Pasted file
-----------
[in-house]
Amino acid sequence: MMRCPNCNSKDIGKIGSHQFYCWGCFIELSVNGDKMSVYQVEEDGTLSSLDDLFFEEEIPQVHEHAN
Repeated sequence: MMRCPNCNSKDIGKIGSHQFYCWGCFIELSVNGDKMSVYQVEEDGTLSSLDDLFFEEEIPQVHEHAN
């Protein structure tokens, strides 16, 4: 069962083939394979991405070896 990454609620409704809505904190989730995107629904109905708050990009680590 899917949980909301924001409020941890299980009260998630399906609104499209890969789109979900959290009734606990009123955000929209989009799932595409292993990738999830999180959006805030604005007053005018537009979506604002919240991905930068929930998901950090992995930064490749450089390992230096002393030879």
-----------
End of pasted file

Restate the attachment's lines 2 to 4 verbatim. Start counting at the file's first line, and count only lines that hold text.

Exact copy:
Amino acid sequence: MMRCPNCNSKDIGKIGSHQFYCWGCFIELSVNGDKMSVYQVEEDGTLSSLDDLFFEEEIPQVHEHAN
Repeated sequence: MMRCPNCNSKDIGKIGSHQFYCWGCFIELSVNGDKMSVYQVEEDGTLSSLDDLFFEEEIPQVHEHAN
């Protein structure tokens, strides 16, 4: 069962083939394979991405070896 990454609620409704809505904190989730995107629904109905708050990009680590 899917949980909301924001409020941890299980009260998630399906609104499209890969789109979900959290009734606990009123955000929209989009799932595409292993990738999830999180959006805030604005007053005018537009979506604002919240991905930068929930998901950090992995930064490749450089390992230096002393030879």